With that said, Philaburbia Weather is back! To all my readers, I will continue  to produce the most accurate forecasts in the Delaware Valley. I will not let you down. Promise.

Now, let’s get to the weather!!

Chapter 1: Hurricane Discussion

The 2013 hurricane season has been a quiet one.  We have had eleven named storms (which is normal),  two hurricanes, and no major hurricanes. We have seen in recent years how difficult it is to predict hurricane activity each year. Most sources were calling for 8-9 hurricanes with 3-5 major hurricanes and a heightened risk of a US impact. So far, none of these predictions have proved accurate and it does not look like a tropical system will be affecting us in the near future.

Chapter 2: Short Range Discussion

Volatile temperature changes are the big story for the upcoming week. While not unusual for this time of year, we are expecting a 20 degree drop in temperature between today and next Thursday! Before this temperature change, however, some weak disturbances will be pulling through the area Thursday night and Saturday night.

By next Tuesday, a low pressure will form over the great lakes and start to move east. Behind the front associated with the low, unseasonably cold air will follow. The european forecast model depicts this scenario:

Euro 2 PM Oct 22

Euro 2 PM Oct 22

After this front pulls through with minimal precipitation, high temperatures will drop into the low 50s in the day and around freezing at night. This means the northern and western suburbs could receive their first frosts by next weekend. Enjoy the fairly warm for the rest of this week and weekend because….. winter is coming (cue Game of Thrones music)!

Chapter 3: Long Range Discussion

The essential question brought up each fall vexes me every year: How much snow are we getting this winter? Well, it is extremely hard to pin-point exact totals for any location. It is also extremely difficult to predict temperature and precipitation patterns for the upcoming winter. My theory for this failure in forecasting is lack of recorded data. We just do not have enough precedents to be able to successfully predict what will happen each winter.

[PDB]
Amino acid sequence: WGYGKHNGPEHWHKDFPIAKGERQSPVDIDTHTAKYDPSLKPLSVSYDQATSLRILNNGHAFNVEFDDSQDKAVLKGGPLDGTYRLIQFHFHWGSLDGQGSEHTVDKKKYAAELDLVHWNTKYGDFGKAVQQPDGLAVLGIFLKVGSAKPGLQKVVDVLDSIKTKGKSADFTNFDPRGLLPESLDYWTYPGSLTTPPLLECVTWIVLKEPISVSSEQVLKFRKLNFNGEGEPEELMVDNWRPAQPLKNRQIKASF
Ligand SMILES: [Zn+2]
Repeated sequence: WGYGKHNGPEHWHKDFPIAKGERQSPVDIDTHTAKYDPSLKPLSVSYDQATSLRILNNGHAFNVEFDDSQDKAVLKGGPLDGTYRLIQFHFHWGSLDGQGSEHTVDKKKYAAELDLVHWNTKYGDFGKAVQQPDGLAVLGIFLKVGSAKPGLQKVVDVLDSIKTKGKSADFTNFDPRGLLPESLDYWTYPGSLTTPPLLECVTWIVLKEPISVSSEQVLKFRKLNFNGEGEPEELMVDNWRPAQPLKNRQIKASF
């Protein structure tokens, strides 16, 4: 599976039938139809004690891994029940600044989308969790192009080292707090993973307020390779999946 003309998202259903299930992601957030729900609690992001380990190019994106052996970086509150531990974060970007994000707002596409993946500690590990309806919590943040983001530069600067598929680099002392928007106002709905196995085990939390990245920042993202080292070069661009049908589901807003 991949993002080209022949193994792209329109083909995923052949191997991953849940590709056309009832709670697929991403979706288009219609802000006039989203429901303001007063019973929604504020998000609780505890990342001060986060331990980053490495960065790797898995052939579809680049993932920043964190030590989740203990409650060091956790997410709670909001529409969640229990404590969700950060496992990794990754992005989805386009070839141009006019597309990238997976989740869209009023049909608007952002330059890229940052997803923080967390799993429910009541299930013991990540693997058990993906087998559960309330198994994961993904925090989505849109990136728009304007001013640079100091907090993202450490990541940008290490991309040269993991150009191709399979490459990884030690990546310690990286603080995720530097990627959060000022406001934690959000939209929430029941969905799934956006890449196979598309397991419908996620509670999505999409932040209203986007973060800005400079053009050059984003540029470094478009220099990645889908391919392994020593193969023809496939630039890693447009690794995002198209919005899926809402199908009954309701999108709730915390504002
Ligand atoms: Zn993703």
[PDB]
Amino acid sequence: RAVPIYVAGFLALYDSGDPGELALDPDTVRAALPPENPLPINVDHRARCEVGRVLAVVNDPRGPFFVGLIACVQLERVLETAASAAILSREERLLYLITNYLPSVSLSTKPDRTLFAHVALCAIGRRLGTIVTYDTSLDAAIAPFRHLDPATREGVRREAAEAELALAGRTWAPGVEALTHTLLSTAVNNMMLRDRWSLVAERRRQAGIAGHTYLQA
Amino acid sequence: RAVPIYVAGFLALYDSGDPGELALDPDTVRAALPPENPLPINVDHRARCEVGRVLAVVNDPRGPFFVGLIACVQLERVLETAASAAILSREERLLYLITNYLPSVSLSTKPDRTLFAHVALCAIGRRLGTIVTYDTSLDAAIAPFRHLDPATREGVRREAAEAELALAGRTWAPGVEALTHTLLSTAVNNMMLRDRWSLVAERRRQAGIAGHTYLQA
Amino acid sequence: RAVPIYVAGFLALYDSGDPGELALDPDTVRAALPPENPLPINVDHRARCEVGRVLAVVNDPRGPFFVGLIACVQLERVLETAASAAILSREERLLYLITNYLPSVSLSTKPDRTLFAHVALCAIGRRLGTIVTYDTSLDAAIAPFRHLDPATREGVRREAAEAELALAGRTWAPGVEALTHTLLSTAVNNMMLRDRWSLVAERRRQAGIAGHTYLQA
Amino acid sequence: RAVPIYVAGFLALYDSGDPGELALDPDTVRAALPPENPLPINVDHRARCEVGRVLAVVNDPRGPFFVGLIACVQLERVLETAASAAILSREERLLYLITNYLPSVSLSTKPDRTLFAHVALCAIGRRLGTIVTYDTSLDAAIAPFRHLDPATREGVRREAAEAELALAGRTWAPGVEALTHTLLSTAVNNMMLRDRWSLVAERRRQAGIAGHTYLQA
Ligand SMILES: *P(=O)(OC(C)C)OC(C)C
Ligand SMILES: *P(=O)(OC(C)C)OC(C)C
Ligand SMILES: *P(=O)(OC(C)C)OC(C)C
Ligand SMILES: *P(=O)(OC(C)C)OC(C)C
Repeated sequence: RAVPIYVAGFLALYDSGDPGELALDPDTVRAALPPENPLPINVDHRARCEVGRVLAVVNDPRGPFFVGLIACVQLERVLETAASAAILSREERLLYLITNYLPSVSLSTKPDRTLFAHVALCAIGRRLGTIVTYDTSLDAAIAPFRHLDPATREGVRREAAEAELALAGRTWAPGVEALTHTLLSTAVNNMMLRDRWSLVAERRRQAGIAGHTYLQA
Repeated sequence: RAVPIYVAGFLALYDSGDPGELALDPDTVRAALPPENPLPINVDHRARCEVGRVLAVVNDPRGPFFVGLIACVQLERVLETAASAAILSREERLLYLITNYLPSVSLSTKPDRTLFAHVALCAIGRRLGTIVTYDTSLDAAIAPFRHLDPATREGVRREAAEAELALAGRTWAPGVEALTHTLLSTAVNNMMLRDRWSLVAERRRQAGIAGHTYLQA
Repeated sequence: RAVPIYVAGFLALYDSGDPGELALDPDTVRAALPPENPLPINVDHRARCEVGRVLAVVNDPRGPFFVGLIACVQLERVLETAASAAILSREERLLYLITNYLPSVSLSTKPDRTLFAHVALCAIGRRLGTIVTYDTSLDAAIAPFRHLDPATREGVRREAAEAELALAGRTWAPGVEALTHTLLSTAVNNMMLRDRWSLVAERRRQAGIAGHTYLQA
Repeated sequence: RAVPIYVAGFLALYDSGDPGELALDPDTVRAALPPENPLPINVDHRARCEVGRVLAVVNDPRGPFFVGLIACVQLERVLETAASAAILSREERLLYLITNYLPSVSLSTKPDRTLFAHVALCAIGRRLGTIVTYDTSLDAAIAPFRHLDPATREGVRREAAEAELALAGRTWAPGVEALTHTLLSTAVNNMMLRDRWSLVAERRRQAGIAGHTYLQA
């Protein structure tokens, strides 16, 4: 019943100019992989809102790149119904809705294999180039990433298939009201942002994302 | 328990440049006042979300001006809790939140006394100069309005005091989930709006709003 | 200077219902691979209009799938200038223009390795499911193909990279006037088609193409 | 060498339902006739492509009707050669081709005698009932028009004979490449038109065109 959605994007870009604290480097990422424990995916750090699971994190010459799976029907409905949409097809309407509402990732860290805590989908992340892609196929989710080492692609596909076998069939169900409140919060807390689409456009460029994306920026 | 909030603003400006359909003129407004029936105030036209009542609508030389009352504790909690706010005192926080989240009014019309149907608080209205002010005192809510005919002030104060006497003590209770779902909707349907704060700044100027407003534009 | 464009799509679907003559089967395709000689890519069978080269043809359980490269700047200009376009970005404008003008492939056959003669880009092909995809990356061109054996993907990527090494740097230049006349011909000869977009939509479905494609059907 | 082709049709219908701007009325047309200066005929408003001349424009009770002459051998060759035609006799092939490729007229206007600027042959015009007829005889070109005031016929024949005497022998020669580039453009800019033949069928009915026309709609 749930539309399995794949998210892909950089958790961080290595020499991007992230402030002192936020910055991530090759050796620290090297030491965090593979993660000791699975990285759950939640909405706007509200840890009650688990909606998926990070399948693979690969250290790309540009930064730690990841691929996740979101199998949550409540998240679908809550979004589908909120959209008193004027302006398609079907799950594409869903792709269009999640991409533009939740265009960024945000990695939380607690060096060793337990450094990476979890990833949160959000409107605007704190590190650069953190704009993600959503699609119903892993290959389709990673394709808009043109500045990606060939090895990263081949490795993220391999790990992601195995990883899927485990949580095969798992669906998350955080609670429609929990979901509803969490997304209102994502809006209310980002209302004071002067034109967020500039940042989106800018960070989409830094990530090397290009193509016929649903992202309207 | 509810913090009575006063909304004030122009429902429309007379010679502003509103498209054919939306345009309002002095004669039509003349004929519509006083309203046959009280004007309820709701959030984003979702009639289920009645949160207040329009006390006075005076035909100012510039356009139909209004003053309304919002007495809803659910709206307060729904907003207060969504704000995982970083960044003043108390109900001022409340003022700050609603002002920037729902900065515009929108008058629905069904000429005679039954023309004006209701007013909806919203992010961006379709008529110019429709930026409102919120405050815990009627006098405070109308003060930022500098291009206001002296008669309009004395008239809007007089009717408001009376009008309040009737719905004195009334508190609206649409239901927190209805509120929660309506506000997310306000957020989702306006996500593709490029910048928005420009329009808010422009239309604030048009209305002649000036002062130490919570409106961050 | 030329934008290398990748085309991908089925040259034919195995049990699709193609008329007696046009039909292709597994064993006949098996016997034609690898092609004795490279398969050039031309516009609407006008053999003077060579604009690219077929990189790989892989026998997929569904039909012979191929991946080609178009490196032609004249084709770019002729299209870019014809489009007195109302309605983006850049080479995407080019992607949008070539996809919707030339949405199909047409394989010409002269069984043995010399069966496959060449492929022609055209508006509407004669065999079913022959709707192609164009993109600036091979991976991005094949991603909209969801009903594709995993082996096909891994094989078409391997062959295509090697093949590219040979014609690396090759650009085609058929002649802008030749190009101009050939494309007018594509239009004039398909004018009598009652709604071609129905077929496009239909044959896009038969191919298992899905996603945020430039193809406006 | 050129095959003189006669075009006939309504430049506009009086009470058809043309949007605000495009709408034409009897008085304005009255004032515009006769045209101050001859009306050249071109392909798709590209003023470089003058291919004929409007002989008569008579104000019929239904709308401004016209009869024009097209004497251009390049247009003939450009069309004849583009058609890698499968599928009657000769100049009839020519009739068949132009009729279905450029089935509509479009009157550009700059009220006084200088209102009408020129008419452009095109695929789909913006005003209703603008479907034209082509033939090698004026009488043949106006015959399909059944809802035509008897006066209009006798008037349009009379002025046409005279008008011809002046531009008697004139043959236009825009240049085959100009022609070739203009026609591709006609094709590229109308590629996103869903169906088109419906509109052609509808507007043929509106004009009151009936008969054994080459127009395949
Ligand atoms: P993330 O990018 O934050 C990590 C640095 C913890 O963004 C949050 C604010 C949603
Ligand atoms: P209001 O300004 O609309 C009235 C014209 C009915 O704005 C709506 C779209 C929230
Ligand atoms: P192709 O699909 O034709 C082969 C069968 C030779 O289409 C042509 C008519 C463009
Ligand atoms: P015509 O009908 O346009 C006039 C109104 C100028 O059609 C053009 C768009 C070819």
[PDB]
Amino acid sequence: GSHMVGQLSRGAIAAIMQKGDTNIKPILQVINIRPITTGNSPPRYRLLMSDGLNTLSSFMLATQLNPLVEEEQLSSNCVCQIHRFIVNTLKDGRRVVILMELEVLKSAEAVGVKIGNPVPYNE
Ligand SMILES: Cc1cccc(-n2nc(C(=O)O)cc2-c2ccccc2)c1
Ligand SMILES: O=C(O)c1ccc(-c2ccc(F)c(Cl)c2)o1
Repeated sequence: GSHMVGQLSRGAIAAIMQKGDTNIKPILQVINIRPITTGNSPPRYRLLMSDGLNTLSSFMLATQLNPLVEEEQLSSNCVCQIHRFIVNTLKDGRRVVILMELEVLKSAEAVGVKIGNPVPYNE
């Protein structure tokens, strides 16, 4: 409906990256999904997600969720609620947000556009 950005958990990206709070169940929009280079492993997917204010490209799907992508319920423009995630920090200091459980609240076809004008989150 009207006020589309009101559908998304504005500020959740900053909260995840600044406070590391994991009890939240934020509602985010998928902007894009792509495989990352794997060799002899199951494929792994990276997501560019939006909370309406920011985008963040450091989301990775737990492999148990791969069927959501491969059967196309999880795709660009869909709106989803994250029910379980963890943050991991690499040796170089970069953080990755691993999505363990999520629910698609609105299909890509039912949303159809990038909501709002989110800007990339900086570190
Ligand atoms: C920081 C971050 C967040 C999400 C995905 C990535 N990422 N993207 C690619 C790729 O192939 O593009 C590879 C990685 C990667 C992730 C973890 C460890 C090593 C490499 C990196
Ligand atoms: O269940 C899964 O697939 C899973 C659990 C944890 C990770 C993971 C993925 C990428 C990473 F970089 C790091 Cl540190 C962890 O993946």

But,

I will attempt to relate past winters in terms of the upcoming weak El Niño period this year. Technically called analog winters, these past seasons have had a similar El Niño as we will have for winter 2013-2014.  Using some data from the Climate Prediction Center, I have concluded that a handful of analog winters could be considered: 1968-1969, 1976-1977, 1977-1978, 2002-2003, 2004-2005. Coincidentally, every single one of these analog seasons have been above normal and have had a major snowstorm affect the Northeastern US. What does this mean for this winter? My call for the winter of 2013-2014 is a warmer than average winter with one large snowstorm for the northeast. Put it down in the books.

By the way, here’s a snowfall total map for the blizzard of 2005, which dropped over a foot of snow in the Philadelphia region:

Blizzard of 2005

Blizzard of 2005

Epilogue:

Next post will deal with more discussion of the analog winters as well as the possibility for the first flurry (oh boy oh boy) in early November. If you have any feedback, comment. Like my Facebook page: https://www.facebook.com/pages/Philaburbia-Weather/125766690824958. Also tell your friends that the blog is back… spread the word.

Till next time,

JHirsch